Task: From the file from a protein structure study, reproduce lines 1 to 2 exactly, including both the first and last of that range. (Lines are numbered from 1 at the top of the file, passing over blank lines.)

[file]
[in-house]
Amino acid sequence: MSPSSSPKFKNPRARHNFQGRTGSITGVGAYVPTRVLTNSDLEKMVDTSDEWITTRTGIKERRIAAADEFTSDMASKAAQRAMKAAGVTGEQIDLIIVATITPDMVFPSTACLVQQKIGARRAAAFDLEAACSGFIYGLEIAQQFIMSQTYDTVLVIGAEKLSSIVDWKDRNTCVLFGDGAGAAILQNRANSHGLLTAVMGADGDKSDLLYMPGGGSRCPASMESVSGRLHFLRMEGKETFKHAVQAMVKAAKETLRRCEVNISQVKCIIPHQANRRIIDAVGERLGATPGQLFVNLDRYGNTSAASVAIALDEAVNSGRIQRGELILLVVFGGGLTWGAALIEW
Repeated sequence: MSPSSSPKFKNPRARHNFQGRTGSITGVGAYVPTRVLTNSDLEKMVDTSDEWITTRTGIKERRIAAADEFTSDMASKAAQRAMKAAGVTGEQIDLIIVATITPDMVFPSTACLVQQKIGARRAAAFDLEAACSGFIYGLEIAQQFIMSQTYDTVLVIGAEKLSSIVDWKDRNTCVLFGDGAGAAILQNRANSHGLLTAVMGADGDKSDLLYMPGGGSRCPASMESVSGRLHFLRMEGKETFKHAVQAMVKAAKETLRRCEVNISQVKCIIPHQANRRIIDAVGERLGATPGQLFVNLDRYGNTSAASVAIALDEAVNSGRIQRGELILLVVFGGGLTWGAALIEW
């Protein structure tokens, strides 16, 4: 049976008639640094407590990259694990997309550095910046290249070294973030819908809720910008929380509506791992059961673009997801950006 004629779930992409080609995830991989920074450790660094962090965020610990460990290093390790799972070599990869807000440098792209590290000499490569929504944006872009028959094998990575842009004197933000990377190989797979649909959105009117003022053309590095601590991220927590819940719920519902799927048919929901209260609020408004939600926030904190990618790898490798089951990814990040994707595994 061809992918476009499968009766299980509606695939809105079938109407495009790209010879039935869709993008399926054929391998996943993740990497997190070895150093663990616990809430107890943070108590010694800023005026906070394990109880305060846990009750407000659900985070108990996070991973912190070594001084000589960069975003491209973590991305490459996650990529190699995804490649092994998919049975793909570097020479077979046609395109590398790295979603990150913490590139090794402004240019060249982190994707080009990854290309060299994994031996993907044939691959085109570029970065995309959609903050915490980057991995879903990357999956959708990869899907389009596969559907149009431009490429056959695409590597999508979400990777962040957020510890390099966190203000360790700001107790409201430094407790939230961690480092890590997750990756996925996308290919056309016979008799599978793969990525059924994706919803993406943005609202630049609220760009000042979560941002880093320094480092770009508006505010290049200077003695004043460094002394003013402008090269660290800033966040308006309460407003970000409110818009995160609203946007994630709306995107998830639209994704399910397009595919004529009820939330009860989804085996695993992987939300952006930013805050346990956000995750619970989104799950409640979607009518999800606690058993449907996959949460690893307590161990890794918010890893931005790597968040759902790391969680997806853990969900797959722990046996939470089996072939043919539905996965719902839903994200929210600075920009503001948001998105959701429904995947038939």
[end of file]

[in-house]
Amino acid sequence: MSPSSSPKFKNPRARHNFQGRTGSITGVGAYVPTRVLTNSDLEKMVDTSDEWITTRTGIKERRIAAADEFTSDMASKAAQRAMKAAGVTGEQIDLIIVATITPDMVFPSTACLVQQKIGARRAAAFDLEAACSGFIYGLEIAQQFIMSQTYDTVLVIGAEKLSSIVDWKDRNTCVLFGDGAGAAILQNRANSHGLLTAVMGADGDKSDLLYMPGGGSRCPASMESVSGRLHFLRMEGKETFKHAVQAMVKAAKETLRRCEVNISQVKCIIPHQANRRIIDAVGERLGATPGQLFVNLDRYGNTSAASVAIALDEAVNSGRIQRGELILLVVFGGGLTWGAALIEW